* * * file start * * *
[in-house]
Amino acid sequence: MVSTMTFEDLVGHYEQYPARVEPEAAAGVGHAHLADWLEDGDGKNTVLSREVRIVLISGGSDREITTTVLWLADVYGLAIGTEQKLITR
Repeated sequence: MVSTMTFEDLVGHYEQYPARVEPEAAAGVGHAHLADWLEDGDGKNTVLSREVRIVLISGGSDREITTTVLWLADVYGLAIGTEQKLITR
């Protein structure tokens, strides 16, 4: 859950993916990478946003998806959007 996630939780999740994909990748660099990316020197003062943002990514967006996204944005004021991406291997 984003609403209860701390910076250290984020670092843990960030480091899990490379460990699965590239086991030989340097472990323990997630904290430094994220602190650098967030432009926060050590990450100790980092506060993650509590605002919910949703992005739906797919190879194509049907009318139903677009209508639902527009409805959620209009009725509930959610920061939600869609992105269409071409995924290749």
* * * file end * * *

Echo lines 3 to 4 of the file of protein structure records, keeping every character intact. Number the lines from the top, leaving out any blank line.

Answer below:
Repeated sequence: MVSTMTFEDLVGHYEQYPARVEPEAAAGVGHAHLADWLEDGDGKNTVLSREVRIVLISGGSDREITTTVLWLADVYGLAIGTEQKLITR
């Protein structure tokens, strides 16, 4: 859950993916990478946003998806959007 996630939780999740994909990748660099990316020197003062943002990514967006996204944005004021991406291997 984003609403209860701390910076250290984020670092843990960030480091899990490379460990699965590239086991030989340097472990323990997630904290430094994220602190650098967030432009926060050590990450100790980092506060993650509590605002919910949703992005739906797919190879194509049907009318139903677009209508639902527009409805959620209009009725509930959610920061939600869609992105269409071409995924290749």